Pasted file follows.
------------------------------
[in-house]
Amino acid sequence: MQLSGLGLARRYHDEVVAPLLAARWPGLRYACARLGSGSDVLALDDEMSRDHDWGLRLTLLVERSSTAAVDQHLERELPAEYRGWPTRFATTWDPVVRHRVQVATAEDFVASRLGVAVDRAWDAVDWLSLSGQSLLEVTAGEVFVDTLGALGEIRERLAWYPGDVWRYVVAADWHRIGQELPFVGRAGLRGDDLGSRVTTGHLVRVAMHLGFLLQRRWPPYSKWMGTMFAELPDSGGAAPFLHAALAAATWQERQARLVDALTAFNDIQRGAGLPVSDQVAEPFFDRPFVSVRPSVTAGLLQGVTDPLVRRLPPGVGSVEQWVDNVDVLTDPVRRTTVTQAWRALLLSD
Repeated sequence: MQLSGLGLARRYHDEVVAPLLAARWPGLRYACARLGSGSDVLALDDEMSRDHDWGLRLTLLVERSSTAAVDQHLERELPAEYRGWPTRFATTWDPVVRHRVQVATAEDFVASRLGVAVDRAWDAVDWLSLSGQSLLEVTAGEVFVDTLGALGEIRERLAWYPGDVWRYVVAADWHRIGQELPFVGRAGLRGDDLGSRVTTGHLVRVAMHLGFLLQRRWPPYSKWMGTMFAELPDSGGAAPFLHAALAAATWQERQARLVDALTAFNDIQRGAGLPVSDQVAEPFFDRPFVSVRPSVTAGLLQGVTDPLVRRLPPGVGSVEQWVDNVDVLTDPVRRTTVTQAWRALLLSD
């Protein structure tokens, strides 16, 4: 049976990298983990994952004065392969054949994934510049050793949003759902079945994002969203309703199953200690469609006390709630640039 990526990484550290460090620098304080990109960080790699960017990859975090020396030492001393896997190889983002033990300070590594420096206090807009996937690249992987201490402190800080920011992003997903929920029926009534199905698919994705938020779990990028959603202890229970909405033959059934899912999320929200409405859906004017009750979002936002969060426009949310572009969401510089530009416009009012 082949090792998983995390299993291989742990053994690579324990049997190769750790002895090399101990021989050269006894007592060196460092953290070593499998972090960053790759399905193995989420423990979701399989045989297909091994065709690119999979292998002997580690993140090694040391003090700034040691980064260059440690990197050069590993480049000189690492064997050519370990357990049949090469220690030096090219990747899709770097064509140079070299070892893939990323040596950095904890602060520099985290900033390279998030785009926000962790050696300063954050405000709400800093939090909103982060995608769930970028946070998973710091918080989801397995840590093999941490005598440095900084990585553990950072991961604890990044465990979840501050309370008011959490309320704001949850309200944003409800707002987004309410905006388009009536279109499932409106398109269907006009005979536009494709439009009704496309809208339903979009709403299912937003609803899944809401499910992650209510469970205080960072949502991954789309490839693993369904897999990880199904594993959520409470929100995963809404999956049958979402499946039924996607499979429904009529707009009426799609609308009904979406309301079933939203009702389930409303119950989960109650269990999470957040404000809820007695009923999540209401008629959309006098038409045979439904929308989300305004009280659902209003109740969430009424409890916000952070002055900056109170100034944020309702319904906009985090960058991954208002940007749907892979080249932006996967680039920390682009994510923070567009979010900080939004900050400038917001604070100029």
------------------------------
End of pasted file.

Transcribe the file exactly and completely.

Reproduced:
[in-house]
Amino acid sequence: MQLSGLGLARRYHDEVVAPLLAARWPGLRYACARLGSGSDVLALDDEMSRDHDWGLRLTLLVERSSTAAVDQHLERELPAEYRGWPTRFATTWDPVVRHRVQVATAEDFVASRLGVAVDRAWDAVDWLSLSGQSLLEVTAGEVFVDTLGALGEIRERLAWYPGDVWRYVVAADWHRIGQELPFVGRAGLRGDDLGSRVTTGHLVRVAMHLGFLLQRRWPPYSKWMGTMFAELPDSGGAAPFLHAALAAATWQERQARLVDALTAFNDIQRGAGLPVSDQVAEPFFDRPFVSVRPSVTAGLLQGVTDPLVRRLPPGVGSVEQWVDNVDVLTDPVRRTTVTQAWRALLLSD
Repeated sequence: MQLSGLGLARRYHDEVVAPLLAARWPGLRYACARLGSGSDVLALDDEMSRDHDWGLRLTLLVERSSTAAVDQHLERELPAEYRGWPTRFATTWDPVVRHRVQVATAEDFVASRLGVAVDRAWDAVDWLSLSGQSLLEVTAGEVFVDTLGALGEIRERLAWYPGDVWRYVVAADWHRIGQELPFVGRAGLRGDDLGSRVTTGHLVRVAMHLGFLLQRRWPPYSKWMGTMFAELPDSGGAAPFLHAALAAATWQERQARLVDALTAFNDIQRGAGLPVSDQVAEPFFDRPFVSVRPSVTAGLLQGVTDPLVRRLPPGVGSVEQWVDNVDVLTDPVRRTTVTQAWRALLLSD
């Protein structure tokens, strides 16, 4: 049976990298983990994952004065392969054949994934510049050793949003759902079945994002969203309703199953200690469609006390709630640039 990526990484550290460090620098304080990109960080790699960017990859975090020396030492001393896997190889983002033990300070590594420096206090807009996937690249992987201490402190800080920011992003997903929920029926009534199905698919994705938020779990990028959603202890229970909405033959059934899912999320929200409405859906004017009750979002936002969060426009949310572009969401510089530009416009009012 082949090792998983995390299993291989742990053994690579324990049997190769750790002895090399101990021989050269006894007592060196460092953290070593499998972090960053790759399905193995989420423990979701399989045989297909091994065709690119999979292998002997580690993140090694040391003090700034040691980064260059440690990197050069590993480049000189690492064997050519370990357990049949090469220690030096090219990747899709770097064509140079070299070892893939990323040596950095904890602060520099985290900033390279998030785009926000962790050696300063954050405000709400800093939090909103982060995608769930970028946070998973710091918080989801397995840590093999941490005598440095900084990585553990950072991961604890990044465990979840501050309370008011959490309320704001949850309200944003409800707002987004309410905006388009009536279109499932409106398109269907006009005979536009494709439009009704496309809208339903979009709403299912937003609803899944809401499910992650209510469970205080960072949502991954789309490839693993369904897999990880199904594993959520409470929100995963809404999956049958979402499946039924996607499979429904009529707009009426799609609308009904979406309301079933939203009702389930409303119950989960109650269990999470957040404000809820007695009923999540209401008629959309006098038409045979439904929308989300305004009280659902209003109740969430009424409890916000952070002055900056109170100034944020309702319904906009985090960058991954208002940007749907892979080249932006996967680039920390682009994510923070567009979010900080939004900050400038917001604070100029």